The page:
Weekly Market Review
In this recap, we summarize market performance and market moving news from the prior week.
The better-than-anticipated start to 2023 does not alter the expectation of moderating U.S. economic activity over the balance of the year. Tighter credit conditions are a likely outcome of recent events in the banking sector. Availability of credit is likely to be constrained, as banks focus on deposit composition and resiliency against a backdrop of rising costs and the lagging effect of liability repricing that crimps profits. Greater regulatory scrutiny should also be expected, while the status of several institutions that remain in limbo after falling victim to deposit flight and unrealized losses on bond holdings further clouds the outlook. The banking failures of March illustrate that the monetary tightening of the past 12 months has created heretofore unrecognized stresses in the system, suggesting a pause in further policy tightening when combined with the lagging effects of their impact.
Companies are taking more aggressive steps on cost rationalization, expecting a more challenging environment ahead. Headcount reductions feature prominently in these plans and are now impacting hiring in sectors beyond technology. Employment strains should begin to ease in the coming months and quarters as a result.
Equity markets’ positive start to the year reflects a resilient consumer, moderating inflation, corporate profit resiliency, improved CEO confidence, and more favorable valuation levels following last year’s declines. Growth companies began the year with greater valuation compression, and we believe they present a more resilient outlook in the face of a slowing economy. Corporate results from the recently concluded fourth-quarter reporting season revealed positive trends with respect to costs and inventories, and many companies have put the worst of the pandemic’s comparisons behind them. Expectations for secular growth companies now reflect renewed stability in revenue growth and profits following last year’s adjustments.
Most style indices posted gains in the quarter, led by large-cap growth stocks. Growth outperformed value across capitalizations and large caps outperformed mid caps, which outperformed smaller caps. Small-cap value had a negative return in the quarter.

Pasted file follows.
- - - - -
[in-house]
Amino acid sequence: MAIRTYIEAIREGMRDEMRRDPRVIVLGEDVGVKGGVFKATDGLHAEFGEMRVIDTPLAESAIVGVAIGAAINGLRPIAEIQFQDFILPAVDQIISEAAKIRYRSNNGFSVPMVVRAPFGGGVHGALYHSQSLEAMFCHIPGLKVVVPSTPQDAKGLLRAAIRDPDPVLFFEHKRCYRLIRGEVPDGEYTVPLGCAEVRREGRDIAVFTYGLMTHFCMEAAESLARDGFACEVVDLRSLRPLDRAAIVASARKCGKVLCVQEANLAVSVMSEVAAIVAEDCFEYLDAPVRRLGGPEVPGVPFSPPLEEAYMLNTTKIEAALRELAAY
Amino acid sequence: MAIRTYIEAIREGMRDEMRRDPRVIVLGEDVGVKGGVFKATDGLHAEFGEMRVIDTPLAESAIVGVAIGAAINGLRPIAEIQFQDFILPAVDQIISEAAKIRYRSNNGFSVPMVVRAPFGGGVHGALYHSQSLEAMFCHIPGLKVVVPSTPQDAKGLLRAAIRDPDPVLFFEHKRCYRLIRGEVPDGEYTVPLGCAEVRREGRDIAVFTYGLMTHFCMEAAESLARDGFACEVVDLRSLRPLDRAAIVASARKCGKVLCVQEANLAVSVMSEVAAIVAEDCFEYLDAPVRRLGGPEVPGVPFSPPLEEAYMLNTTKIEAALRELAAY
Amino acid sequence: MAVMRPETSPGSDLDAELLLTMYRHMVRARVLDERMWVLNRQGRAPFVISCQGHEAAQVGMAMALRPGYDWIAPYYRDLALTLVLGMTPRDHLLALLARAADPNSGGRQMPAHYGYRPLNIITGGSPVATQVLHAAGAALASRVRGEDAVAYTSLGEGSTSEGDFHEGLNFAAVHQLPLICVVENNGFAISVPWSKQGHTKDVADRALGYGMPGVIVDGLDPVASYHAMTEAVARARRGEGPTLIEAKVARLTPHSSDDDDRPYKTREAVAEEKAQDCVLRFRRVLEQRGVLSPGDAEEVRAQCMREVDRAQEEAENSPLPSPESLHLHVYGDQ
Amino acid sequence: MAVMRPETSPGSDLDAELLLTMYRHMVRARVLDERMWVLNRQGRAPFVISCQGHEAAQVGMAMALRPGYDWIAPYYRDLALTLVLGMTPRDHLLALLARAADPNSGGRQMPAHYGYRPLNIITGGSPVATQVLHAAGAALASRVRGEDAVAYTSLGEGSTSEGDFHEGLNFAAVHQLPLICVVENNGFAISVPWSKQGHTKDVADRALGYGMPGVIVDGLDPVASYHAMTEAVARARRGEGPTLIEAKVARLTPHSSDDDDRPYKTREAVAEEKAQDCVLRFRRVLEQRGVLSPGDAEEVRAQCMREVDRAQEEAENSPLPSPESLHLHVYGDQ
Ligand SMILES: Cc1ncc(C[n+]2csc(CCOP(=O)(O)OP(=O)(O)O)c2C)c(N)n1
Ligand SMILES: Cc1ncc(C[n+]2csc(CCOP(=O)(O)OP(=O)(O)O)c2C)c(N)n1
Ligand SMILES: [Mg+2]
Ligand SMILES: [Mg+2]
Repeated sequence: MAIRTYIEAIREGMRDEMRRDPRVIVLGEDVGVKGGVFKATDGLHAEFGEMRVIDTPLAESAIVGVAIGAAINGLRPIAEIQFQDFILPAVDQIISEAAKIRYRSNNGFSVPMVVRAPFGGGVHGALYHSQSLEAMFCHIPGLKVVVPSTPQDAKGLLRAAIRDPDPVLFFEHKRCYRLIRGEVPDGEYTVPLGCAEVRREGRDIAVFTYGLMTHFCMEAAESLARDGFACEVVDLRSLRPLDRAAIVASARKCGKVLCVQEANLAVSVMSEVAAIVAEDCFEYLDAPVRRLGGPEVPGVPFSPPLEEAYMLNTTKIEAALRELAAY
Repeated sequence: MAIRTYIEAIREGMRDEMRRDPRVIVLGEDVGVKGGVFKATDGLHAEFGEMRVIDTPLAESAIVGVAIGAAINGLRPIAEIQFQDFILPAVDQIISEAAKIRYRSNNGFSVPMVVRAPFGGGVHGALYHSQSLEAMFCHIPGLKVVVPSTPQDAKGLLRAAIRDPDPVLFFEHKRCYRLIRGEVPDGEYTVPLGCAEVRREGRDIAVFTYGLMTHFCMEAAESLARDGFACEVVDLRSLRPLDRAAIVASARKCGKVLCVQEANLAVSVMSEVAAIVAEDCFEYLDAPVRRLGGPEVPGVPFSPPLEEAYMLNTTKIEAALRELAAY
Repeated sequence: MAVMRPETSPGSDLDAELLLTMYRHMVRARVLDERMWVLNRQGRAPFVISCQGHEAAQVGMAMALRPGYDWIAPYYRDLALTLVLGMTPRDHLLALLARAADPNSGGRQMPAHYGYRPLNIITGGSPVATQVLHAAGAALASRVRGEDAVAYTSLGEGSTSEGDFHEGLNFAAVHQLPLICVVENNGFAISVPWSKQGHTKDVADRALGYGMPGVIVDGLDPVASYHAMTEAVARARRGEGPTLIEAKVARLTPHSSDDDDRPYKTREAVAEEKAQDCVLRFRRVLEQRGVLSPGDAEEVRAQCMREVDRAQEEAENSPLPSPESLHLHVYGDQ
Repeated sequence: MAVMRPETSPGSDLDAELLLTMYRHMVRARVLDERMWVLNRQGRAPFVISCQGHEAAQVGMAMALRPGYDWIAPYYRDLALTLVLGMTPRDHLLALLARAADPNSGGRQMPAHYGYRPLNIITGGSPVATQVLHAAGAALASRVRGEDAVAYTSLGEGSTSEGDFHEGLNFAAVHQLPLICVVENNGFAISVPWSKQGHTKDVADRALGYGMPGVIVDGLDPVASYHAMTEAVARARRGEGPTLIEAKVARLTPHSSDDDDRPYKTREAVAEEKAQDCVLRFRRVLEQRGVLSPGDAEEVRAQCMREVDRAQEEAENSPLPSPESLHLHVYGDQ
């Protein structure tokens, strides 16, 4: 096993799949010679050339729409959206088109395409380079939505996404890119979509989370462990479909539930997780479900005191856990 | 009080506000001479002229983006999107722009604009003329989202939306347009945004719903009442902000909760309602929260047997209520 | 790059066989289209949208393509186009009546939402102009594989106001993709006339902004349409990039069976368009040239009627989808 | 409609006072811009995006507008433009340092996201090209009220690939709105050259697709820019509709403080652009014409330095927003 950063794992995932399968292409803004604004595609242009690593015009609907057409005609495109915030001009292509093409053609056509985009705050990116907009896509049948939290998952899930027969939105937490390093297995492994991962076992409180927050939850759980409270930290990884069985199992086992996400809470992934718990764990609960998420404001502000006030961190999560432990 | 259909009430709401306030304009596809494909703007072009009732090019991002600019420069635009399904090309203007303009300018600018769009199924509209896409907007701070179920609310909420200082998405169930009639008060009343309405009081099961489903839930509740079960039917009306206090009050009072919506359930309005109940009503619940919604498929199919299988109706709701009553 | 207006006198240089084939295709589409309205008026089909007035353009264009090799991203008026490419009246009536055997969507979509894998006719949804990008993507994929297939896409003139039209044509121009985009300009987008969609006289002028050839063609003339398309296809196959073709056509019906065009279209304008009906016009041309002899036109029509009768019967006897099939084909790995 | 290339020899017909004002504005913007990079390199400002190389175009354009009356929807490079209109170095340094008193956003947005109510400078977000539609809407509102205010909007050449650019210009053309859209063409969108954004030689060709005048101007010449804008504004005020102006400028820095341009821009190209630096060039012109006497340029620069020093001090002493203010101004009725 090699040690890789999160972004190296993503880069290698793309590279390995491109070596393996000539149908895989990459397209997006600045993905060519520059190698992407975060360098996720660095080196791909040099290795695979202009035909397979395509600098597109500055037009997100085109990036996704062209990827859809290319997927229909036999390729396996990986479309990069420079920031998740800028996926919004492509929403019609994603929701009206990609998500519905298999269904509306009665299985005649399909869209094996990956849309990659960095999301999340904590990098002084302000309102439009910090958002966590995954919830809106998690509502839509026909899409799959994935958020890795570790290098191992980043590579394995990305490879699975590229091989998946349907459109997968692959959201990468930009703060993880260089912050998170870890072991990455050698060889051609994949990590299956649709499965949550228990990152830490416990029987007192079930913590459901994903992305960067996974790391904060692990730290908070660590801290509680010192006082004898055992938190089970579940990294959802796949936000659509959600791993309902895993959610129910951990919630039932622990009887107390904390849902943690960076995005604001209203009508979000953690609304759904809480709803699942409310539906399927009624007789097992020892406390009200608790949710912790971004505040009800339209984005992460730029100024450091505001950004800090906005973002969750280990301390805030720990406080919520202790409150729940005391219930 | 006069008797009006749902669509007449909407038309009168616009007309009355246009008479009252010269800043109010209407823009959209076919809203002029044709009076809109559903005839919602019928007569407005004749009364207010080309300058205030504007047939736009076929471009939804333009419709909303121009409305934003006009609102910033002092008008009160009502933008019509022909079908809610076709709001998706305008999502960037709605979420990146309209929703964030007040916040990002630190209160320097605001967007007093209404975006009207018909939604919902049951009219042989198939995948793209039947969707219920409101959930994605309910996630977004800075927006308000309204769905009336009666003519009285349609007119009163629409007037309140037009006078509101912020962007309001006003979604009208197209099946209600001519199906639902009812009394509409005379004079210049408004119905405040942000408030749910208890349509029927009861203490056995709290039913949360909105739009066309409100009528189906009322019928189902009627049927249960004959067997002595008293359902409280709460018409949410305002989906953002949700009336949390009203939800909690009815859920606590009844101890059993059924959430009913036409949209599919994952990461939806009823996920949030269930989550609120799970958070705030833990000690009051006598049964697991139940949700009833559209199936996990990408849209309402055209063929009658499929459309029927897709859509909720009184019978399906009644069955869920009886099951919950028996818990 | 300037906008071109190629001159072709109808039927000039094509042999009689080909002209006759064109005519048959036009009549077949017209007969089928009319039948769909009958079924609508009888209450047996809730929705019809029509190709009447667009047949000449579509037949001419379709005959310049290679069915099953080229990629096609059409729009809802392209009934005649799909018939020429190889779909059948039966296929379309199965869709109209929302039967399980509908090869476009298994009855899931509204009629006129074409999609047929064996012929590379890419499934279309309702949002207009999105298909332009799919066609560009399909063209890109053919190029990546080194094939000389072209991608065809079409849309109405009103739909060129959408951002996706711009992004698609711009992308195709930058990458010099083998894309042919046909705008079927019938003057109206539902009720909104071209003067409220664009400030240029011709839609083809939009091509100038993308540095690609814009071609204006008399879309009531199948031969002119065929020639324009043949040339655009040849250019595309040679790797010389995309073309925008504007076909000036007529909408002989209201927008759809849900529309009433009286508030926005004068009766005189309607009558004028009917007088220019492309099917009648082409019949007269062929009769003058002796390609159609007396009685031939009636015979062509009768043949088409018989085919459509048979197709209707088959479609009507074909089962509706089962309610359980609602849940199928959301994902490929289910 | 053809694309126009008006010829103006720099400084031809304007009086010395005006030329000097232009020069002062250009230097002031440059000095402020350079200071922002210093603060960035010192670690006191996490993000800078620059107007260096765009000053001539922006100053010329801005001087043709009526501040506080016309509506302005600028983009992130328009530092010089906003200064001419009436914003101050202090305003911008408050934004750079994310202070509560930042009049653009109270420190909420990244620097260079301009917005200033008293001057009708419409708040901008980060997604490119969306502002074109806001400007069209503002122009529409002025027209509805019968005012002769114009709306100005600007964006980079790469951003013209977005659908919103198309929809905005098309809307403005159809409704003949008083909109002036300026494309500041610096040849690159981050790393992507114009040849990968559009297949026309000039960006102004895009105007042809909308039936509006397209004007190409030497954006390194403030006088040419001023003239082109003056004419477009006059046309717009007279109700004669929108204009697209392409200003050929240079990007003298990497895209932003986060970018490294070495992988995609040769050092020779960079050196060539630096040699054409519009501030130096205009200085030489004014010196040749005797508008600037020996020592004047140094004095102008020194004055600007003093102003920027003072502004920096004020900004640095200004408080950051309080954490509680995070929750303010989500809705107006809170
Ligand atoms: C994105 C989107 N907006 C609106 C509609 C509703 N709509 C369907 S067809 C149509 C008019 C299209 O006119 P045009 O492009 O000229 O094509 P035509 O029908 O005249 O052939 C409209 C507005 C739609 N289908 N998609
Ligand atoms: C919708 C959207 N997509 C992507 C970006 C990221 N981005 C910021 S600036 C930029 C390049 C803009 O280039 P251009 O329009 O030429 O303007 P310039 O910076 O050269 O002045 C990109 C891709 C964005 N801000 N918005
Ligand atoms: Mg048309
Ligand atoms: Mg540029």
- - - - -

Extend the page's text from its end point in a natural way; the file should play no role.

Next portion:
Longer term, we believe the market will continue to favor companies with asset-light business models, high incremental gross profit margins, subscription-model revenue streams, disruptive products, large total addressable markets (TAM), and faster organic growth with long runways of opportunity. This is especially true as the overall real economic growth is expected to slow back to its post-global financial crisis average. If this occurs, we believe growth will become scarce again and the market will pivot towards the select few companies that can produce it organically.
The healthcare sector of the S&P 500 Index declined -4.3%, trailing the overall Index’s 7.5% return. Additionally, the Nasdaq Biotechnology Index declined -1.8%. Over the trailing 12 months, the healthcare sector of the S&P 500 Index fared much better than the broad market, returning -1.8% compared to the Index’s -7.8% decline.
While the healthcare sector has broadly outperformed over the prior year, it has primarily been driven by larger market cap pharmaceutical and managed care companies that are able to fund their businesses with cash generated from operations. With that being said, medical device as well as smaller capitalized, earlier stage companies have trailed index returns for three of the past four quarters. In Q4, some macro trends that pressured many industries began to reverse as supply-chain constraints, chip shortages, nurse shortages, and the strong U.S. dollar headwinds became tailwinds that are leading to attractive growth prospects for select pharmaceutical, healthcare equipment & supplies, and biotech companies.
As we look towards the remainder of 2023, we believe that the sector has begun to show signs of leadership again as investors place more emphasis on stable company fundamentals and the significant alpha-generating opportunity that broad innovation can provide. As a result, we believe that the strong relative performance the sector achieved in 2022 is sustainable as an acceleration in investment and innovation is not yet reflected in the price of many stocks.